As we move into the heart of the Fall 2019 semester, we are preparing for the transition to the Provost’s new Priority-Centered Management (PCM) budget. This will be the first time that the performance of academic units within KU will be used to make budget adjustments in the coming year. The PCM model currently allocates 65% of a unit’s budget based on student credit hour production, 20% on the unit’s research productivity, 10% on student success, and 5% on other various strategic priorities. Within each of these four basic categories, there are several metrics that contribute to the overall calculation for the unit’s budget.
Many have expressed concern over the switch from an “incremental” budget (i.e., one determined by historical precedent) to a more performance-based model. However, coming from 12 years working within the research sector of KU, I am comfortable with this change. As a soft-funded researcher in the 1980s, my position was wholly dependent on my ability to generate salary through peer-reviewed grants. As director of the Schiefelbusch Institute for Life Span Studies (a role in which I continue to serve, along with the interim deanship of the College), I constantly operate knowing that the very existence of our center is tied to maintaining very high levels of research productivity. Finally, over the last two years as interim vice chancellor for research, I worked under a model in which fully half of our base operating budget was contingent on indirect costs (also known as “Finance and Administration” or “F&A” costs) generated by grants and contracts awarded to KU. In dynamic situations like these, it is necessary to monitor one’s current budget on a continuous basis, and (perhaps more importantly) attend to the fundamental metrics on which one’s performance ultimately will be evaluated.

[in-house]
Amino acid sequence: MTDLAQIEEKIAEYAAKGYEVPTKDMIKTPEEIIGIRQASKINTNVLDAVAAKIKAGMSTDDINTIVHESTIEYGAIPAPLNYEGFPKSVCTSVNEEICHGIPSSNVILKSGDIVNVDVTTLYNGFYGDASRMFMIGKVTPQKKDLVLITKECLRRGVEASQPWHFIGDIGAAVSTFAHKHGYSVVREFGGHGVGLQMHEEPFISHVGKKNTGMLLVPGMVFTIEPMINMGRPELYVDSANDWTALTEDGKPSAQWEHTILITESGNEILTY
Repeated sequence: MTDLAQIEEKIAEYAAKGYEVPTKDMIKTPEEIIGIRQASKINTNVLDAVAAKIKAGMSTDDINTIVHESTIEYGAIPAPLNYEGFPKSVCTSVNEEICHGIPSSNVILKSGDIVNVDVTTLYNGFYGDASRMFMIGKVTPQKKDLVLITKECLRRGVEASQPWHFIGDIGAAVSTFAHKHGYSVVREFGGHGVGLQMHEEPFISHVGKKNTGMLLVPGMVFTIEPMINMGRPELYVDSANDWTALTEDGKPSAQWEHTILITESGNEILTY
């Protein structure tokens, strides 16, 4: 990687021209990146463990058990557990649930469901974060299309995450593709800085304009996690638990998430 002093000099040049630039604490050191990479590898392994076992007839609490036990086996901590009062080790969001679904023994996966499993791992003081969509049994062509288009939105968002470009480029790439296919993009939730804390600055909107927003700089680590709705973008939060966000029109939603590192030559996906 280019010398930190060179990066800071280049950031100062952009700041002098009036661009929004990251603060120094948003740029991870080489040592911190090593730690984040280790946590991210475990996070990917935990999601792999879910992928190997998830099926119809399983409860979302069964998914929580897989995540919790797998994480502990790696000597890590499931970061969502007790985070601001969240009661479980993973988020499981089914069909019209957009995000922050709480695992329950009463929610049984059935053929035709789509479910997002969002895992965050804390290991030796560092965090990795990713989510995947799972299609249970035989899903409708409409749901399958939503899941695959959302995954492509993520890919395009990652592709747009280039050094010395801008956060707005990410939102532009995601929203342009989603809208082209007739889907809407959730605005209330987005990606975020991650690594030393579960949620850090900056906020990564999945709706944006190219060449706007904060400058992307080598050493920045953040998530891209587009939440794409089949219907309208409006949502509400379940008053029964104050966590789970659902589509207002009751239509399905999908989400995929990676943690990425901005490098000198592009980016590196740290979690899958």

In this context, we eagerly awaited the Fall 2019 20th-day enrollment totals for the College, which were released last week, and show the College as essentially flat from last year. The totals show 17,972 students in College courses, which is down 70 students from last fall, but up relative to all other years dating back to 2014. There is a very slight uptick in graduate students (881) from last year (867). The totals also show 172,710 credit hours, which is down 1,037 from last year. However, as a developmental scientist, I’m always more interested in a trajectory than a static snapshot; this fall’s numbers confirm that the decline in both students and credit hours from 2010 to 2015 has been arrested and stabilized over the last 3-4 years. Along with these results, it appears that College’s efforts in promoting student success are showing positive gains, with an all-time high in the percent of students retained from first to second year (84.0%), and the percent of students progressing to sophomore status (67.6%). The average high school GPA for freshmen enrolled in College courses for Fall 2019 is 3.57, which is holding steady from last year’s 3.59.
The changes we are seeing at KU are generally reflective of larger demographic trends in higher-education enrollment across the country; the College still accounts for the majority of students and credit hours at KU. I hope this information is helpful. As I think it important for us to all know how we are doing as we move forward, in future columns I hope to continue to focus on those metrics in the College that will be relevant to long-term plans for future growth.